Syrian President Bashar Assad said Thursday that Israel has expressed willingness to withdraw from the Golan Heights, but direct talks would not begin before a new U.S. administration takes office.
Israel declined to comment on the reported message, which Syria says was passed through Turkish mediators, but a spokesman for Prime Minister Ehud Olmert said the country is "interested in peace with Syria."
In an interview with Qatar's Al-Watan newspaper, Assad said the United States was the only party qualified to sponsor direct Syrian-Israeli negotiations.
But he said those talks would not be possible right now because the Bush administration, "does not have the vision or will for the peace process. It does not have anything."
"Maybe with the coming administration in the United States we can talk about direct negotiations," he told Al-Watan. Syrian officials confirmed that Assad gave the interview and did not dispute its contents.
Olmert spokesman Mark Regev said Israel is also interested in restarting talks.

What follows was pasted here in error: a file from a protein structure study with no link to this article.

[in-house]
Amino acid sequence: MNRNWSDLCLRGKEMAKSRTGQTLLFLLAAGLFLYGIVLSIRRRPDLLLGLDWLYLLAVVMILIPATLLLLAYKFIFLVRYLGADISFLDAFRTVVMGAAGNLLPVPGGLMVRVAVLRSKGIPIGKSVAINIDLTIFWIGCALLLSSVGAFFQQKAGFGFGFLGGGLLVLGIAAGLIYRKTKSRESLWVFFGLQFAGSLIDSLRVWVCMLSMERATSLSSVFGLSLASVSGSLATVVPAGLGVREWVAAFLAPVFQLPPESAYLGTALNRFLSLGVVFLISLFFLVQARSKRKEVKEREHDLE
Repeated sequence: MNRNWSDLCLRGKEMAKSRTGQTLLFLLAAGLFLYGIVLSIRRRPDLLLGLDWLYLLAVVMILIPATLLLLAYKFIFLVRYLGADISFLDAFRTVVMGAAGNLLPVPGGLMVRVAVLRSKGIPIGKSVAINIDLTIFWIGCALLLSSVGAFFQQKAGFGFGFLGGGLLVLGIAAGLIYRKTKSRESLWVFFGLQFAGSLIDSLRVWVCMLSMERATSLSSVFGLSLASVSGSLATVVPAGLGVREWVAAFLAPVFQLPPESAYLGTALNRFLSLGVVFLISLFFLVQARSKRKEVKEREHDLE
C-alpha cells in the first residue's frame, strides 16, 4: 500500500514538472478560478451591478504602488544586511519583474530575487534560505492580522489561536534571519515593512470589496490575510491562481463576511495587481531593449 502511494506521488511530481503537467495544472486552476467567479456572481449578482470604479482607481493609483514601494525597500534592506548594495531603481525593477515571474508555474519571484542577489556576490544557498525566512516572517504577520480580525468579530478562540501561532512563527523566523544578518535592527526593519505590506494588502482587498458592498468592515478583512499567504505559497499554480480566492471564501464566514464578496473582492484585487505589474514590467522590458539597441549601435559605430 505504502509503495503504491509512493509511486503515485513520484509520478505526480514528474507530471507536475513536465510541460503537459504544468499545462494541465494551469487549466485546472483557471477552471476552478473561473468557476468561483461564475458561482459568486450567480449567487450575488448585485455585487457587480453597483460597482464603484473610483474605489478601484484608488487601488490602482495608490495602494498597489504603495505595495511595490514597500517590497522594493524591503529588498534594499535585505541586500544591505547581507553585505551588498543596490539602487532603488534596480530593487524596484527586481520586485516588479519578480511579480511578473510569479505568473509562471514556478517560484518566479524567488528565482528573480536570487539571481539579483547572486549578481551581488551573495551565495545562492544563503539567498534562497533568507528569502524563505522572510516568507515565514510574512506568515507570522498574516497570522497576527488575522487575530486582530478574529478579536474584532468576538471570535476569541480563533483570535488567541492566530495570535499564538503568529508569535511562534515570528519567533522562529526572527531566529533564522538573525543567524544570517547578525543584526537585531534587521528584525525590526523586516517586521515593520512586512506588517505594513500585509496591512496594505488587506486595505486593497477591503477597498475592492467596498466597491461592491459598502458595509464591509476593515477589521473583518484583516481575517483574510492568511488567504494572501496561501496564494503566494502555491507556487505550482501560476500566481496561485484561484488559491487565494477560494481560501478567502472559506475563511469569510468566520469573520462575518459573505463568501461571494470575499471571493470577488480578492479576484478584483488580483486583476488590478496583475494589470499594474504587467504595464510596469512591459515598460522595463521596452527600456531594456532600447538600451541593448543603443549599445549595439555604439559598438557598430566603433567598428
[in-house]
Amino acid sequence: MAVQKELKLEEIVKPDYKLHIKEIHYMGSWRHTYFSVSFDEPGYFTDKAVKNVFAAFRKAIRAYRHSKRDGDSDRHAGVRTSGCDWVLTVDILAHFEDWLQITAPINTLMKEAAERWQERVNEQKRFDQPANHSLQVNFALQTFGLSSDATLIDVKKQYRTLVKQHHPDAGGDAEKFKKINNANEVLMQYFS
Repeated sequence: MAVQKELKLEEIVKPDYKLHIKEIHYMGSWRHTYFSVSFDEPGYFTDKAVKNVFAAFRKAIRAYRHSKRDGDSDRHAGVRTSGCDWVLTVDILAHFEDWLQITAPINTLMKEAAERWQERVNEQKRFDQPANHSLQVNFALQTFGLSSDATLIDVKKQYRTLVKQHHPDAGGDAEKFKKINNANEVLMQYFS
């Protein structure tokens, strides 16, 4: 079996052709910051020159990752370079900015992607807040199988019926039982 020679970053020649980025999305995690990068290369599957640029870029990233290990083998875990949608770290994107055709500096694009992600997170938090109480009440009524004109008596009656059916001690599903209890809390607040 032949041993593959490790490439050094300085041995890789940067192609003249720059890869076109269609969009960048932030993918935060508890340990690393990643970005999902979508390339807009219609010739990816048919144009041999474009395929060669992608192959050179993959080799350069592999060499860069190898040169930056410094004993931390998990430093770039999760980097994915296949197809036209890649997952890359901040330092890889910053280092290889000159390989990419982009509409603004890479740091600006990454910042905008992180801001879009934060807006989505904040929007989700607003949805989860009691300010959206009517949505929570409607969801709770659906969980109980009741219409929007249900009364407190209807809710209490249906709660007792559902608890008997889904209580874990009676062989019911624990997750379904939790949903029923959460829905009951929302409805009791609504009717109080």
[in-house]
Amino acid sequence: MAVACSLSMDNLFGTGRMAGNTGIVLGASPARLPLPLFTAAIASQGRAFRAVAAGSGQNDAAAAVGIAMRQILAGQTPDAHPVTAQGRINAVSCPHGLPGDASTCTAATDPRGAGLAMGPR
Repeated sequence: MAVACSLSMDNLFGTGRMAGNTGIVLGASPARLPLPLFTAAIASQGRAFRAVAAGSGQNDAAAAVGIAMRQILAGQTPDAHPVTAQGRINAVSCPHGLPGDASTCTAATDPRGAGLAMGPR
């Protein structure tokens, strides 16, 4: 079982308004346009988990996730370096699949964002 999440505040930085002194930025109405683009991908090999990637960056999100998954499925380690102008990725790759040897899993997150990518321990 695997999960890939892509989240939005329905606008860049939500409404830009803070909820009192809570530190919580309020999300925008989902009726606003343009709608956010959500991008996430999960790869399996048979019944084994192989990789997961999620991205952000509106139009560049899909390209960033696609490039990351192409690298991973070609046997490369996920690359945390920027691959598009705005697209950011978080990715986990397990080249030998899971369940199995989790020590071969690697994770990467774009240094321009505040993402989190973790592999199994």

"We know what the Syrians expect from negotiations and the Syrians knows what Israel wants from the negotiations," Regev said.
Israel captured the Golan Heights from Syria in the 1967 Mideast war. The two countries last held peace negotiations in 2000, but talks collapsed over the extent of Israel's proposed withdrawal.
Olmert reportedly made first move
Assad said Syria received news a week ago that Olmert had "assured the Turkish prime minister of his readiness to return the Golan." He said he would discuss mediation with Turkish Prime Minister Recep Tayyip Erdogan when he visits Damascus on Saturday.
It was not clear how much of the strategic plateau Olmert said he was willing to return, and Assad did not say what conditions Olmert had put on a withdrawal.
Turkey has close relations with both Israel and Syria as well as with the United States.
In recent days, both Assad and Olmert said their countries had exchanged messages. Olmert told Israeli newspapers the messages clarified what each would expect from a future peace deal.
Details of the reported offer were not clear. Israel has demanded Syria agree to a full peace deal and halt support for militant groups like Lebanon's Hezbollah and the Palestinian Hamas.
Olmert has never committed himself publicly on a return of the Golan, saying only he is willing to resume peace talks with Syria if it drops its support for Hezbollah and Hamas.
The Syria-Israel contacts are taking place despite tension between the two neighbors over an Israeli air raid on a Syrian military facility in September. Some foreign reports say the target was a nuclear installation being built with North Korean assistance.
Damascus says the facility was military, but not a nuclear one.